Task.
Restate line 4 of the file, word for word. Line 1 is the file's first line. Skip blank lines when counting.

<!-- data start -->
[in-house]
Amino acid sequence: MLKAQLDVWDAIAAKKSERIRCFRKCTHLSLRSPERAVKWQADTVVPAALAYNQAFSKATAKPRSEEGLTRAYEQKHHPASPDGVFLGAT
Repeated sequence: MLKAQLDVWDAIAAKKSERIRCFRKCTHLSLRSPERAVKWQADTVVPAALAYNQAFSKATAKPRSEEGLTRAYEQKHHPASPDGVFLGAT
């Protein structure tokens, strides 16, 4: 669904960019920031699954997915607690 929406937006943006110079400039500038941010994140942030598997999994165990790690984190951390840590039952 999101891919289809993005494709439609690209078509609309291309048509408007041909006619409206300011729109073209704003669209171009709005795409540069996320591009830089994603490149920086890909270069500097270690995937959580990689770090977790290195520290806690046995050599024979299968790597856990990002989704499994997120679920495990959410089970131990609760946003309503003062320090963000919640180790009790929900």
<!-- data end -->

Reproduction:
């Protein structure tokens, strides 16, 4: 669904960019920031699954997915607690 929406937006943006110079400039500038941010994140942030598997999994165990790690984190951390840590039952 999101891919289809993005494709439609690209078509609309291309048509408007041909006619409206300011729109073209704003669209171009709005795409540069996320591009830089994603490149920086890909270069500097270690995937959580990689770090977790290195520290806690046995050599024979299968790597856990990002989704499994997120679920495990959410089970131990609760946003309503003062320090963000919640180790009790929900």